The answer is it depends on your fitness training level and your body's condition.

Weightlifting belts are not necessary for beginners since the amount of load they are lifting is light that their lower back is not subjected to too much strain. Weightlifting novices should be developing their strength and technique, and having a belt around their waist would not help them to do that. Belts also do not affect overhead lifts of fairly light weights.  Advanced lifters can lay down their weight belts if the pressure of the load resistance on their backs is not too distressing.

You also shouldn't wear weightlifting belts on fitness exercises that don't use your spinal cord to work against massive resistance like lateral pull-down and leg extension.

Proper usage of the weight lifting belt is essential so that you don't stunt your weight training progress. Remember only to use the belt when you are carrying too much weight, and it worries you that you might be putting too much stress on your lower back and may damage your spinal cord. Any gym equipment or machine when misused will not serve its purpose and may injure you in the long run.

What are the Basics that I should know about before Using a Weight Lifting Belt?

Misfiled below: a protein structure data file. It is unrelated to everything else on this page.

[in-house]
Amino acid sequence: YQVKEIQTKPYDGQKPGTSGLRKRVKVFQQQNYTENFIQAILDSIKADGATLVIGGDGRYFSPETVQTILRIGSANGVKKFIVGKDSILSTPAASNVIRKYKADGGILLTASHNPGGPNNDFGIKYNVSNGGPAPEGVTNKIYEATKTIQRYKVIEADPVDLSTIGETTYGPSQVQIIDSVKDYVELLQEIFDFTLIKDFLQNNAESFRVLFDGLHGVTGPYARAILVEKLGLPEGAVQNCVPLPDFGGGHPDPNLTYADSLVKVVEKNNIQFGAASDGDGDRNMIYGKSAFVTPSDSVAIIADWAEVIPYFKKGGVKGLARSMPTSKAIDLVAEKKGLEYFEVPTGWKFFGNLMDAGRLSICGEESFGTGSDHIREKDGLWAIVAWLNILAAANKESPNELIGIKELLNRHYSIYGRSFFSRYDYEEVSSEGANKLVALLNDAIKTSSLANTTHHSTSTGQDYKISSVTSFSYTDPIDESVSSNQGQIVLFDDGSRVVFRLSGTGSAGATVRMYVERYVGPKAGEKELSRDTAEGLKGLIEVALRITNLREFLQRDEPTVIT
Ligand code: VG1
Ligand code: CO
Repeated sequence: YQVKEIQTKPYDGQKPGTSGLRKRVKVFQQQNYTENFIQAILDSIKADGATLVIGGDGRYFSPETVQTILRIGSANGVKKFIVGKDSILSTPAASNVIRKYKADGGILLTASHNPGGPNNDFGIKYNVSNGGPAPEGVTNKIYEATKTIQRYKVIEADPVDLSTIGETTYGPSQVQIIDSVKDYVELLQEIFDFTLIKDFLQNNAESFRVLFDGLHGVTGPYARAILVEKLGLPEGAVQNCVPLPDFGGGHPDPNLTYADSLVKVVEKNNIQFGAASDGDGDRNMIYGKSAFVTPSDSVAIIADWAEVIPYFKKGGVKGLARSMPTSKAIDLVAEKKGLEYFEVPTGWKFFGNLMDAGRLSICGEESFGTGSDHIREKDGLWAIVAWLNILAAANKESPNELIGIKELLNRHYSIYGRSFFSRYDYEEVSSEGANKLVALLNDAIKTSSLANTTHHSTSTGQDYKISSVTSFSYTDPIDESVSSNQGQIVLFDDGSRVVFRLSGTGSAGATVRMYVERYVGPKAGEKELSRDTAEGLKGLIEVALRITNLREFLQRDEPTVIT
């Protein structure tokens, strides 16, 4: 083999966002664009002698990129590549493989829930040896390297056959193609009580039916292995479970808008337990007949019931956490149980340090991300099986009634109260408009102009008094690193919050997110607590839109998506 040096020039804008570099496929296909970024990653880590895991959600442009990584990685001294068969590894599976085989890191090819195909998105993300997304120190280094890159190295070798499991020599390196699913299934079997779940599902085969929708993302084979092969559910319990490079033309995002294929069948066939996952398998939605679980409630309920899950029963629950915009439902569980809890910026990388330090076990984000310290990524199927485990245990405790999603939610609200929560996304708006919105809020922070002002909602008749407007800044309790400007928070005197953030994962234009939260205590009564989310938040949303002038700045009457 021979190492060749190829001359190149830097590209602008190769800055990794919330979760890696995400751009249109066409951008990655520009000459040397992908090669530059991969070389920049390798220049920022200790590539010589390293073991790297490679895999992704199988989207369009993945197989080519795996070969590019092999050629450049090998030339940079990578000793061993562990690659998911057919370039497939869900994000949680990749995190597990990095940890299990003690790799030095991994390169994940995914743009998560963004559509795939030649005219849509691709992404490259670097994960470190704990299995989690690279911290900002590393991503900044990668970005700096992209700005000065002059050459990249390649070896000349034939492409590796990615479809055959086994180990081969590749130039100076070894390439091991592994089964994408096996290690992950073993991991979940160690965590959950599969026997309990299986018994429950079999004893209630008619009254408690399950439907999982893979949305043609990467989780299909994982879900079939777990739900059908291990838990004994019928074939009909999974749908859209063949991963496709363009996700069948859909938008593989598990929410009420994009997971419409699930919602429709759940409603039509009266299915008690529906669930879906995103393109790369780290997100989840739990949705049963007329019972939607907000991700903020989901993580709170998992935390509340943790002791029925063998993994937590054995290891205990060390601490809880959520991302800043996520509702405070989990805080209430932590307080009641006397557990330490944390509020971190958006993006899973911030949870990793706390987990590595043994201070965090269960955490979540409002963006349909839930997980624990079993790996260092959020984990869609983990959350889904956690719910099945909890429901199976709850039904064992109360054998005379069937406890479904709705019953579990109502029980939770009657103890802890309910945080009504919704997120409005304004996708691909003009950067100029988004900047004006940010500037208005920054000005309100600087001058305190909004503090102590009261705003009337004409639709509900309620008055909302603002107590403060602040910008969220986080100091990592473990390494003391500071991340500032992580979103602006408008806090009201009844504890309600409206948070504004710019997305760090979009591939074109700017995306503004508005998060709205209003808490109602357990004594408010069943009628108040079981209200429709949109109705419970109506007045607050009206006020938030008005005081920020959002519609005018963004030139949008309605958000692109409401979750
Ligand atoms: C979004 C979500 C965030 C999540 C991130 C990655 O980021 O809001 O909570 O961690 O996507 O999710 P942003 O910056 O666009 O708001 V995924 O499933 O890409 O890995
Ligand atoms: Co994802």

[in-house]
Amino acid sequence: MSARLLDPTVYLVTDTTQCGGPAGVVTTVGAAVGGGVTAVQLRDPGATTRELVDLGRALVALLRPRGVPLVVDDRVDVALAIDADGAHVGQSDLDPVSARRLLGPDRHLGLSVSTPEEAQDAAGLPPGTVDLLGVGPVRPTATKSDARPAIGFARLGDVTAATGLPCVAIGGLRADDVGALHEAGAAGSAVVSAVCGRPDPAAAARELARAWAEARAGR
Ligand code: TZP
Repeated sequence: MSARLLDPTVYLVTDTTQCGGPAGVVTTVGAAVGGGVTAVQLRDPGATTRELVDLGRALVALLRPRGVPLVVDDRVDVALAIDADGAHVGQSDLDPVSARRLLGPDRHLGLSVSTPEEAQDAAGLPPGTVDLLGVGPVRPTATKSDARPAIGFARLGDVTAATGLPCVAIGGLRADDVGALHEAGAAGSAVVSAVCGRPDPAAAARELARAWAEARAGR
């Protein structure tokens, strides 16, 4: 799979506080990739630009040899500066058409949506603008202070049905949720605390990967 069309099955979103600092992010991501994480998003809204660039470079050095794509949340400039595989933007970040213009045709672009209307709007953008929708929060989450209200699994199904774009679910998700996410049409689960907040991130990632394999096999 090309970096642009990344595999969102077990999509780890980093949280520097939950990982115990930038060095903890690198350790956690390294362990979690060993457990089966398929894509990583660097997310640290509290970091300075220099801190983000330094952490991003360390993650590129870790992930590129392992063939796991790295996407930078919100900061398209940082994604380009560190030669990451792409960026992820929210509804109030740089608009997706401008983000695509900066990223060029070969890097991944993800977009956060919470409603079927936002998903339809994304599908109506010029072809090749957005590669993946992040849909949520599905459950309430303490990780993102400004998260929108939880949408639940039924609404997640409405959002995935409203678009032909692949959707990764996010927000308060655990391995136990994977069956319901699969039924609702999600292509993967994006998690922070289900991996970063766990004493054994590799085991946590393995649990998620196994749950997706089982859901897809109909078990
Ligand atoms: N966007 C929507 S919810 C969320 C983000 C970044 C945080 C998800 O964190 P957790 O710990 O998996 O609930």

Yes, there are three things you have to know how to do before sporting a weight lifting belt. First, you should be able to understand how to breathe correctly to create intra-abdominal pressure when you wear the belt. That means the air you breathe should be stored in your stomach, not your lungs. You will have a hard time stabilising your spine if you can't create intra-abdominal pressure properly.

The weightlifting belt should be tight enough that you can't stick your finger between your skin and the lifting belt but still have some room for your torso to expand when taking a deep breath.

Weightlifting belts should also be positioned in a way that it covers much of your stomach and your lower back. Place it at least an inch or two above your belly. This will allow you to feel your torso expand as you inhale.